France lifted its blanket ban on UK travellers last week, enabling vaccinated tourists to return.
Holidaymakers no longer need to isolate on arrival, the country’s tourism minister announced on Twitter, ahead of the ban lifting on Friday morning.
For almost four weeks, only those with "compelling reasons" were allowed to travel from Britain to France in a bid to stem the spread of the Omicron variant.
The welcome news has led to a surge of holiday bookings from those eager to hit the slopes. According to easyJet, flights to popular French ski destinations soared by 600 per cent the day after the announcement. Trips to Switzerland also peaked as double-jabbed Brits can now pass through France to resorts over the border.
But there is still plenty of COVID travel admin to contend with, and some parents have been left confused about the rules for teenagers.
Here's what you need to know for your upcoming French trip.
Do UK travellers need a COVID-19 test to enter France?
France requires all UK travellers to present a negative COVID-19 test - either antigen or PCR - taken within 24 hours before departure. Antigen tests must be certified by a laboratory and NHS lateral flow test kits are not allowed.
Privately booked lateral flow test kits can be used at home however, such as the Randox lateral flow test kit. After testing, users can submit their results via an app and wait for them to be certified by a laboratory. You will then receive a travel certificate to present at the airport.
Whichever test you opt for, the negative result can be shown in either a digital or paper format, according to the updated rules. You must also sign a “declaration of honour”, swearing that you have not been suffering from COVID symptoms or (to your knowledge) been in contact with a confirmed case during the previous 14 days.
Details on what tests are needed for returning to the UK can be found here.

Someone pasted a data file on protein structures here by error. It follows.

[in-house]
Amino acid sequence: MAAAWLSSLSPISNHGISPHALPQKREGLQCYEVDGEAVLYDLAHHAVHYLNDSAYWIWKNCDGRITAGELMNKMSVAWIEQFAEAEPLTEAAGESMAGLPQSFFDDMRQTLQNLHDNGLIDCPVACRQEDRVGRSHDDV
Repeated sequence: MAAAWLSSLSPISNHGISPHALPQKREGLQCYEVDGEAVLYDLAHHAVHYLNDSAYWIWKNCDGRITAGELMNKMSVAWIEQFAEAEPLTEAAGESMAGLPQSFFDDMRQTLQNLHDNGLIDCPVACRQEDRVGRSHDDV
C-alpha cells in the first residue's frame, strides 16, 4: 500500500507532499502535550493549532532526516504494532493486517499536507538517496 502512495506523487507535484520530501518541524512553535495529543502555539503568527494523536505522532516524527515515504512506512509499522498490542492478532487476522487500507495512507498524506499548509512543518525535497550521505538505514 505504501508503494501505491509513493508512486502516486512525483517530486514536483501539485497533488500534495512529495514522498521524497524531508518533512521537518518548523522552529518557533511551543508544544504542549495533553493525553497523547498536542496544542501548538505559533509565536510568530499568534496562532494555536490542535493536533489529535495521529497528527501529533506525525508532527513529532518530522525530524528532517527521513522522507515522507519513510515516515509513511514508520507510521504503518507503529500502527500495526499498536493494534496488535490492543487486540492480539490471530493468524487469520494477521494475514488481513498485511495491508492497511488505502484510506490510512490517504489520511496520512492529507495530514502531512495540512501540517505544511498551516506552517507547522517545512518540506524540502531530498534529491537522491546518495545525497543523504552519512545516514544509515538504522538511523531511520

What are the vaccination rules for France?
UK travellers will need to show that they have been fully-vaccinated - which now has a tighter definition than two doses.
Essentially, all adults who had their second jab over seven months ago must get a booster vaccine to go on holiday. You can then upload the QR vaccine certificate generated by the NHS app to France’s TousAntiCovid app.
This app generates a ‘health pass’ which is key to getting into venues in France, including restaurants, galleries and long-distance trains. If you’re holidaying at a ski resort, you even need the pass to use ski lifts.
France’s COVID health pass is being updated to reflect the changing situation. Currently, it requires one of three things: proof of full vaccination, a negative COVID test no more than 72 hours old, or proof of recent recovery from the virus.
But the French parliament has approved the transformation of the health pass into a vaccine pass, effectively getting rid of the latter two options. The 'pass sanitaire vaccinal' is expected to come into force later this week.
What are the rules for children?
Children under 12 do not need to be vaccinated or take COVID tests. But the rules for teenagers are a little less clear, as British families planning half-term trips have found.
Those aged 12-17 can enter the country if they are travelling with a fully vaccinated adult. They also need to present a negative test taken within 24 hours of departure.
Getting around once inside France appears to be another matter, however. Once the health pass turns into a vaccine pass, only fully-vaccinated holders will be able to get into venues.
Over-16s are expected to be in this category and - like adults - can access proof of their jabs through the NHS app. Vaccinated 12-15 year olds can apply online for an NHS COVID Pass letter proving their status.
Understanding that not all young teenagers will be fully jabbed, France is also allowing under-16s to take a lateral flow test in the 24 hours before going into venues like cafes and ski centres. Antigen tests are not free in France, so this is an extra holiday cost to bear in mind.